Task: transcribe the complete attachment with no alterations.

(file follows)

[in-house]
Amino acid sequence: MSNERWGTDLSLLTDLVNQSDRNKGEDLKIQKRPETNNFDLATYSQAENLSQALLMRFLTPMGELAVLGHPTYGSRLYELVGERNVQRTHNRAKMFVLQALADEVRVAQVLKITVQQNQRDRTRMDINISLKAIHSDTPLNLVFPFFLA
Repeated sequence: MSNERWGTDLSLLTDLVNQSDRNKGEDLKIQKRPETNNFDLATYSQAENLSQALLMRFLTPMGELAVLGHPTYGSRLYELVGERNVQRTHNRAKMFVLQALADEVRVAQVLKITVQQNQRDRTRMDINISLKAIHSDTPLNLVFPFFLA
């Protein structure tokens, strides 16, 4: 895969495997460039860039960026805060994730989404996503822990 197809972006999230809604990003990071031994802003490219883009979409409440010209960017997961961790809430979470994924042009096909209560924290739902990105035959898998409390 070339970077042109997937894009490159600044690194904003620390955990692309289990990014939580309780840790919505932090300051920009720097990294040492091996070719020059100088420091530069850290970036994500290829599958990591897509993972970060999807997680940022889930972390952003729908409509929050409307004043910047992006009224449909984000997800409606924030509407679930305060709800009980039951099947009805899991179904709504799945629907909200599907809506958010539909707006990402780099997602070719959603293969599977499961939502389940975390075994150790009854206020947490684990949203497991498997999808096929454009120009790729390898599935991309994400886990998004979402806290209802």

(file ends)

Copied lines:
[in-house]
Amino acid sequence: MSNERWGTDLSLLTDLVNQSDRNKGEDLKIQKRPETNNFDLATYSQAENLSQALLMRFLTPMGELAVLGHPTYGSRLYELVGERNVQRTHNRAKMFVLQALADEVRVAQVLKITVQQNQRDRTRMDINISLKAIHSDTPLNLVFPFFLA
Repeated sequence: MSNERWGTDLSLLTDLVNQSDRNKGEDLKIQKRPETNNFDLATYSQAENLSQALLMRFLTPMGELAVLGHPTYGSRLYELVGERNVQRTHNRAKMFVLQALADEVRVAQVLKITVQQNQRDRTRMDINISLKAIHSDTPLNLVFPFFLA
């Protein structure tokens, strides 16, 4: 895969495997460039860039960026805060994730989404996503822990 197809972006999230809604990003990071031994802003490219883009979409409440010209960017997961961790809430979470994924042009096909209560924290739902990105035959898998409390 070339970077042109997937894009490159600044690194904003620390955990692309289990990014939580309780840790919505932090300051920009720097990294040492091996070719020059100088420091530069850290970036994500290829599958990591897509993972970060999807997680940022889930972390952003729908409509929050409307004043910047992006009224449909984000997800409606924030509407679930305060709800009980039951099947009805899991179904709504799945629907909200599907809506958010539909707006990402780099997602070719959603293969599977499961939502389940975390075994150790009854206020947490684990949203497991498997999808096929454009120009790729390898599935991309994400886990998004979402806290209802």